I’m hoping others will come along to give you their advice too. I’d love to hear the opinions of those who feel it is wrong to add to the compost heap to see if they can offer any alternative solutions.

  13. Jan says:

    Hi all

    Suggestion for things like windows in envelopes – cut round them and give to local playgroup they can probably use them as windows in pictures or cardboard models. I pass loads of items on all sorts of cardboard packaging, plastic food trays, yogurt pots, they can usually find a use for them – even sweet tins from xmas. Hope this of use

  14. Mr. Green says:

    Hi Jan thanks for the tips on reuse. We occasionally have those black PET-1 food trays. I have found that they are very useful as plant pot drip trays. We receive very little junk mail these days, thanks to the postal preference service , so any envelopes we have are carfully cut open and reused for our own letters.

  15. Fiona Hunt says:

    Just a query about drink cartons, the type you get orange juice in. I had heard you can recycle them and then was told that they have a coating on the inside so you can’t. Should I be buying the juice in plastic containers so they can be recycled instead? I don’t fancy the idea of having to squeeze my own orange juice in the morning.

    Thought I might try making my own yoghurt for the week to save on the plastic containers.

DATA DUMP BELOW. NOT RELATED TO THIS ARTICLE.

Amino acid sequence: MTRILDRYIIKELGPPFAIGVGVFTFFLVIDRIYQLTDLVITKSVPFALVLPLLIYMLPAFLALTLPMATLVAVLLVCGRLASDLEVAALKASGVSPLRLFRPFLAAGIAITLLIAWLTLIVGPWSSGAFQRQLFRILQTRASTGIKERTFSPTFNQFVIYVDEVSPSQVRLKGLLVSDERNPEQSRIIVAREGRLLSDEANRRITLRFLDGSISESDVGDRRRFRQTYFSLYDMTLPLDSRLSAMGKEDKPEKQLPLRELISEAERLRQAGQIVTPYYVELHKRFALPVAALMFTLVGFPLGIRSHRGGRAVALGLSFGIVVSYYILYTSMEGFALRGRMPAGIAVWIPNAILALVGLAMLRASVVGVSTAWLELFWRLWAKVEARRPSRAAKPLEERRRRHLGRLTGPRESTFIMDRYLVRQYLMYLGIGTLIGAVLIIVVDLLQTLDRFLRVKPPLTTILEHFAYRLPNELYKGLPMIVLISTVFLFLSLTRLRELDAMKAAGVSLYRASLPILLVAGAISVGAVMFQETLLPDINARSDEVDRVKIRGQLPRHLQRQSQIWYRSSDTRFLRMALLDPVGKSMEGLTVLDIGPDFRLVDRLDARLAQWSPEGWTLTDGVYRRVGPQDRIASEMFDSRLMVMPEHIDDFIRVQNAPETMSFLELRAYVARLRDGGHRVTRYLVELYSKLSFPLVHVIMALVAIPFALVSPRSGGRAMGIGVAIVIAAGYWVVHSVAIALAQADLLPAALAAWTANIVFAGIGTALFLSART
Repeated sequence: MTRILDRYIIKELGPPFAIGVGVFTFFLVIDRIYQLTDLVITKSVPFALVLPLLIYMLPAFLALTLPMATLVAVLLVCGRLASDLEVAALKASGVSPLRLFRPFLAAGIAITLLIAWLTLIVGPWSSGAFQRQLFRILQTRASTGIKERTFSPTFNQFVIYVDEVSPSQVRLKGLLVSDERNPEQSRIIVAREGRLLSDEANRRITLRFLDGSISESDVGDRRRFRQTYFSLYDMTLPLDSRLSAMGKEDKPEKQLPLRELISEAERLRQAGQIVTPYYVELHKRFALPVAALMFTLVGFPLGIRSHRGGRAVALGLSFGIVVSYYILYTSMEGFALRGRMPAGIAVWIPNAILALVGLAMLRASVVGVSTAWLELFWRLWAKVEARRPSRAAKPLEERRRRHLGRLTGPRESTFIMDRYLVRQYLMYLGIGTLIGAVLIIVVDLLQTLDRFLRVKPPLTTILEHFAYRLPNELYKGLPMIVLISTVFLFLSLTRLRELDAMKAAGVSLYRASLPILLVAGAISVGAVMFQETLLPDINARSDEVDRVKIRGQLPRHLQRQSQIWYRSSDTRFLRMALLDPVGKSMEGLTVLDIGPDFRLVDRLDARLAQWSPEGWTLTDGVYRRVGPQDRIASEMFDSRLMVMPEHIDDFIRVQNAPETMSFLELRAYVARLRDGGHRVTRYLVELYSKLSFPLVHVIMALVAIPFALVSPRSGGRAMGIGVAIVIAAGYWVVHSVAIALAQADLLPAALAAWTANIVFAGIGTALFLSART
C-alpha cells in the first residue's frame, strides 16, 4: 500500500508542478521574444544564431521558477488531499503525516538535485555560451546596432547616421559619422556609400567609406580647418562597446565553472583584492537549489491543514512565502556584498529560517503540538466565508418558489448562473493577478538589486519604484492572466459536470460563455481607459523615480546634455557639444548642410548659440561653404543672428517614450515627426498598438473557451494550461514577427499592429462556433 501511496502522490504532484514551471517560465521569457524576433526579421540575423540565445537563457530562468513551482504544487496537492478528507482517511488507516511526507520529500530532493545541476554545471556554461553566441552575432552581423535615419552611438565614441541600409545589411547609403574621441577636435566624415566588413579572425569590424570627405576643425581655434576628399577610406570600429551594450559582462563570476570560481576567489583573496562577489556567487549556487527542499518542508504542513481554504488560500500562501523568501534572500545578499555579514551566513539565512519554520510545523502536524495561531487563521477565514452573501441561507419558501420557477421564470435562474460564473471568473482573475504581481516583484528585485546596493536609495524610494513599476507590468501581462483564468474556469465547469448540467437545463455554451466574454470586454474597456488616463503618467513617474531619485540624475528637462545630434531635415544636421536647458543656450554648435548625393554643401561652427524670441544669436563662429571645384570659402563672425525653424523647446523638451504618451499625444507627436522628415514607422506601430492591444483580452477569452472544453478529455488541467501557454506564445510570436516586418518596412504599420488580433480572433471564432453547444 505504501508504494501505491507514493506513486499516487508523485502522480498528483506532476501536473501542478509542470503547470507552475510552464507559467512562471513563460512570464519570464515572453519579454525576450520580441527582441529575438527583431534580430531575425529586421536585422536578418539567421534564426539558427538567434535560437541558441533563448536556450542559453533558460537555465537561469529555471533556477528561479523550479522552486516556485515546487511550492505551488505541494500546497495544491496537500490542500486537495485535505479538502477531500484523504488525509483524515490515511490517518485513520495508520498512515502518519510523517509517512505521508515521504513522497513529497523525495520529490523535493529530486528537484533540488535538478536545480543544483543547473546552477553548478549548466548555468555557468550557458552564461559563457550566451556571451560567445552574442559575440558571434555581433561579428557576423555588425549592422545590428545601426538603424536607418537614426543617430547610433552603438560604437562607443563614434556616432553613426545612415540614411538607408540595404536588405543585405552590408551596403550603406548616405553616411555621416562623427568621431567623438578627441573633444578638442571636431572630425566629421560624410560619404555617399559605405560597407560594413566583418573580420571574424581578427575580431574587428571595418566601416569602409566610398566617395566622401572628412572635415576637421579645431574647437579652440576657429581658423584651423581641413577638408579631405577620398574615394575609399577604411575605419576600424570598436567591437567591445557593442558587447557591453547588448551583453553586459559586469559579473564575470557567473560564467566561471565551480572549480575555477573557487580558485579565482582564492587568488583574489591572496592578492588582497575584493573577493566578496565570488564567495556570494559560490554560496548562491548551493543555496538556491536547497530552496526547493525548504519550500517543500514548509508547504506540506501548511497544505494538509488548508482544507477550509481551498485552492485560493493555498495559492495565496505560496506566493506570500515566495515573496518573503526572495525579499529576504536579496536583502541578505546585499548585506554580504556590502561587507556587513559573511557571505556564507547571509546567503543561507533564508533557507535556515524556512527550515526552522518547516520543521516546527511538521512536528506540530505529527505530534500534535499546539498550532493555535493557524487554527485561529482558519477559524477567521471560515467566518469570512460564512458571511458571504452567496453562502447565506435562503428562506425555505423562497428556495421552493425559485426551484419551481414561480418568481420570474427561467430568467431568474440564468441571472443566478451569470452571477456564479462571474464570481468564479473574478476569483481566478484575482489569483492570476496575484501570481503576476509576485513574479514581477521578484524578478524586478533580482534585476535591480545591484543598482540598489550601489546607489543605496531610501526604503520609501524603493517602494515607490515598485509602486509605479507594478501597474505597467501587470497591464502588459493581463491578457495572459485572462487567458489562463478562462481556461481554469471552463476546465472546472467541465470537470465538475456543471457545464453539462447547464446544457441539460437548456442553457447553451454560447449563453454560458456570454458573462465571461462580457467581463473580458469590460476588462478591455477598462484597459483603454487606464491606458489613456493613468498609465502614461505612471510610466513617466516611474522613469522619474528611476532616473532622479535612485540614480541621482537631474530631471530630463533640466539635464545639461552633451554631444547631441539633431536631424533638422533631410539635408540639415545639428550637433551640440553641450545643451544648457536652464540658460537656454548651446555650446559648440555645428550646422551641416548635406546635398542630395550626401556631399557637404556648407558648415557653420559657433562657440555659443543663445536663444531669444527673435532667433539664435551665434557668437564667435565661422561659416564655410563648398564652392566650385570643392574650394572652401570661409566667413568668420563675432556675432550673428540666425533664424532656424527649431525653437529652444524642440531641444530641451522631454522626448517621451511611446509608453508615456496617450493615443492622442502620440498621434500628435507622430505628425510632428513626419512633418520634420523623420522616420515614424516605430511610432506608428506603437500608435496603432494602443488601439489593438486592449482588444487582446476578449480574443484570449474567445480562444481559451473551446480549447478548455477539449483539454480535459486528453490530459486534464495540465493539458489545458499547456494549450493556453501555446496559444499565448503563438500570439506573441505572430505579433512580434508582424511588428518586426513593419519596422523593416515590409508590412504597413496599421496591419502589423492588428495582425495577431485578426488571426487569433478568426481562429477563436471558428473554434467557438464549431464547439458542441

16. Karen says:

    Hi all – I cut the plastic windows out of my envelopes, bin the plastic and recycle the rest of the envelope.

  17. Mrs Jackson says:

    Hi Fiona
    Our morrisons has a designated container for the orange juice cartons. Their value range are just the box (cheaper and smaller too) without the plastic bit at the top and clearly say they are tetrapacks.

    My envelopes with windows I use to send letters, money, dinner money etc to my children’s schools.

  18. Mrs Green says:

    Morning everyone! Good to see you Jan, Fiona and Karen.

    Jan, that’s some great ideas you have there. Another thing I have wondered about is donating to the local scrap store; but I’m not sure if it is only businesses who can do this. I guess things like windows from envelopes would be great for someone who likes to make their own handmade cards.

    Fiona, you can find details of your nearest carton (tetrapak) recycling facility with the Tetrapak Recycling Locator: and if you want to know more, I’ve written about it here: